15                              Complementing the Notarial Act was the Code of ethics of notaries, R.R.Q. 1981, c. N-2, r. 3 (the “Code”).  The Code has since been repealed and replaced, but was in force at the time of the events at issue in this appeal.  The Code affirmed the requirement of notarial impartiality at several points.  Section 3.01.05 required a notary to give to clients or to parties to an act “disinterested, frank and honest” advice. Section 3.04.01 provided:  “A notary must subordinate his personal interest to that of his client.”  Section 3.03.04 provided that a notary may not cease to act for the account of a client unless he has “sound and reasonable grounds”, such as “the fact that the notary is in a situation of conflict of interest”.  These provisions of the Code are restated and, in some cases, expanded upon, in the new Code of ethics of notaries, O.C. 921-2002, (2002) 134 O.G. II, 4561.  For instance, s. 30 of the new Code provides that no notary may be in a situation of conflict of interest, and defines a situation of conflict of interest as “where the interests are such that [the notary] may be inclined to give preference to some of them, or his judgment or loyalty may be unfavourably affected”.

 


16                              The requirement of impartiality governs the duty of notaries to advise their clients and the parties to acts they prepare.  As Roy explains:  [translation] “[n]otaries maintain their impartiality by informing each party to the act of the scope of the rights and obligations that may result from it”:  A. Roy, Déontologie et procédure notariales (2002), at p. 16.  This duty to advise was found in Code s. 3.02.04, and is now declared in s. 11 of the Notaries Act, but it found its earliest expression in Quebec law in the judgment of this Court in Ayotte v. Boucher (1883), 9 S.C.R. 460.  Mr. Ayotte fraudulently procured the signature by Dr. Boucher’s children of a deed that made them responsible for their dead father’s debts.  The deed was drawn up by a notary who, having prepared it, refused to receive it because he believed that Dr. Boucher’s children would not sign it if they knew its true effect.  Mr. Ayotte therefore sent for another notary.  This second notary passed and executed the deed without giving Dr. Boucher’s children any explanation of its legal effect.  This Court annulled the deed and held that it is the duty of a notary to advise his clients of the legal consequences of their acts.  Both notaries, Fournier J. explained, at p. 476, acted unlawfully,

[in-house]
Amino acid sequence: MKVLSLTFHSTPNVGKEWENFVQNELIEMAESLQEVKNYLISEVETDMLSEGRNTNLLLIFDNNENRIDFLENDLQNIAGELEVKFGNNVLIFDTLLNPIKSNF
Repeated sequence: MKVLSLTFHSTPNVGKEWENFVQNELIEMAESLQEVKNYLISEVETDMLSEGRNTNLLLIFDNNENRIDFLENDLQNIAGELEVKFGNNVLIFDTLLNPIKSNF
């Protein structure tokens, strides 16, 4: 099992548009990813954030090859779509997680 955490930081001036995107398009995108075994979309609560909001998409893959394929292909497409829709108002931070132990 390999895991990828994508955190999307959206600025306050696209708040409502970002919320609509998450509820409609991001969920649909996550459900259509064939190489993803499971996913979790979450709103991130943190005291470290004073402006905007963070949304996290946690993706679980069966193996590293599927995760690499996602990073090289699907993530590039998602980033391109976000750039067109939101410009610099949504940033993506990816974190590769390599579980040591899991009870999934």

[translation]  but the more blameworthy of the two is without doubt the one who, knowing perfectly well that the Appellant intended to commit an act of fraud, said and did nothing to stop him.  In executing this deed drawn up in advance, the other notary could claim that he was under the impression that the parties had thoroughly discussed everything before he arrived.  This apparently well documented explanation would clear him of any involvement in the fraud committed by the Appellant, but he nevertheless breached his professional duties by failing to ascertain for himself the nature of the agreements he was to authenticate.  If a notary’s duties were understood and practised in this manner, the profession would be a dangerous institution rather than one that is judge-like and so useful for society in general.